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J Clin Microbiol. 2010 Aug;48(8):2802-8. doi: 10.1128/JCM.00293-10. Epub 2010 Jun 23.

New assessment of bovine tuberculosis risk factors in Belgium based on nationwide molecular epidemiology.

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  • 1Research Unit in Epidemiology and Risk Analysis Applied to Veterinary Sciences, Department of Infectious and Parasitic Diseases, Faculty of Veterinary Medicine, University of Liège, B42, Boulevard de Colonster 20, B-4000 Liège, Belgium.

Abstract

This assessment aimed to elaborate a statistical nationwide model for analyzing the space-time dynamics of bovine tuberculosis in search of potential risk factors that could be used to better target surveillance measures. A database comprising Mycobacterium bovis molecular profiles from all isolates obtained from Belgian outbreaks during the 1995-to-2006 period (n = 415) allowed the identification of a predominant spoligotype (SB0162). Various databases compiling 49 parameters to be tested were queried using a multiple stepwise logistic regression to assess bovine tuberculosis risk factors. Two isolate datasets were analyzed: the first included all Mycobacterium bovis isolates, while the second included only data related to the SB0162 type strain. When all Mycobacterium bovis isolates were included in the model, several risk factors were identified: history of bovine tuberculosis in the herd (P < 0.001), proximity of an outbreak (P < 0.001), cattle density (P < 0.001), and annual amplitude of mean middle-infrared temperature (P < 0.001). The approach restricted to the predominant SB0162 type strain additionally highlighted the proportion of movements from an infected area during the current year as a main risk factor (P = 0.009). This study identified several risk factors for bovine tuberculosis in cattle, highlighted the usefulness of molecular typing in the study of bovine tuberculosis epidemiology, and suggests a difference of behavior for the predominant type strain. It also emphasizes the role of animals' movements in the transmission of the disease and supports the importance of controlling trade movements.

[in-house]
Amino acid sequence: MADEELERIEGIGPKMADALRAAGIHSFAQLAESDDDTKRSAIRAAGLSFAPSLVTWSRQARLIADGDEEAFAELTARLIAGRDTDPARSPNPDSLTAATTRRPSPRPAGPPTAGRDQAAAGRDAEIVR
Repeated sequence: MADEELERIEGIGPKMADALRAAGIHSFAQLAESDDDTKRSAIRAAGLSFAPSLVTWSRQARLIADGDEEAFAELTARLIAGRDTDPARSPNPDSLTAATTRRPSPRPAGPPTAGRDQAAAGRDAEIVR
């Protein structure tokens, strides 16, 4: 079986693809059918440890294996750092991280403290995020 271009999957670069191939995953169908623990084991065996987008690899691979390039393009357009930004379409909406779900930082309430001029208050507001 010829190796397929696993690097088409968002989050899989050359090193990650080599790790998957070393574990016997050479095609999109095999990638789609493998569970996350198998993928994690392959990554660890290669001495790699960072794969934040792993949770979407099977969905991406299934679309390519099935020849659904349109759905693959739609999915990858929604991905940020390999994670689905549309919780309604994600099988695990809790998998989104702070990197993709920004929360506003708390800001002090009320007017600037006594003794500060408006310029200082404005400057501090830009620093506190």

PMID:
20573869
[PubMed - indexed for MEDLINE]
PMCID:
PMC2916604
Free PMC Article

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